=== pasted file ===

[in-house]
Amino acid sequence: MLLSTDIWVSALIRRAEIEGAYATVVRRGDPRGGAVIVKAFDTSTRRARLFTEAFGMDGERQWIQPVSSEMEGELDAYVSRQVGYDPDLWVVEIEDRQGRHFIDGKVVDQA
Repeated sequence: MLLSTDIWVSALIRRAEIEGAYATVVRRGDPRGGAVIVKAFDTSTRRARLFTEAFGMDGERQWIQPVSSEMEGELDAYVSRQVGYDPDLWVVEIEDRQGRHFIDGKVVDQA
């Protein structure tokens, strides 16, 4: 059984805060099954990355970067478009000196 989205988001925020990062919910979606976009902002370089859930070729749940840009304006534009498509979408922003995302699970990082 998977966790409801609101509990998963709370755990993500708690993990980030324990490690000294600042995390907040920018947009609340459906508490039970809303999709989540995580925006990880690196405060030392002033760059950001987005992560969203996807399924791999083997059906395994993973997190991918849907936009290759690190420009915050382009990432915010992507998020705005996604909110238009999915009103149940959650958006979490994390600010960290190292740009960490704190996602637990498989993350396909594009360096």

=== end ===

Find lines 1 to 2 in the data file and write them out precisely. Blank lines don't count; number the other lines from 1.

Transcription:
[in-house]
Amino acid sequence: MLLSTDIWVSALIRRAEIEGAYATVVRRGDPRGGAVIVKAFDTSTRRARLFTEAFGMDGERQWIQPVSSEMEGELDAYVSRQVGYDPDLWVVEIEDRQGRHFIDGKVVDQA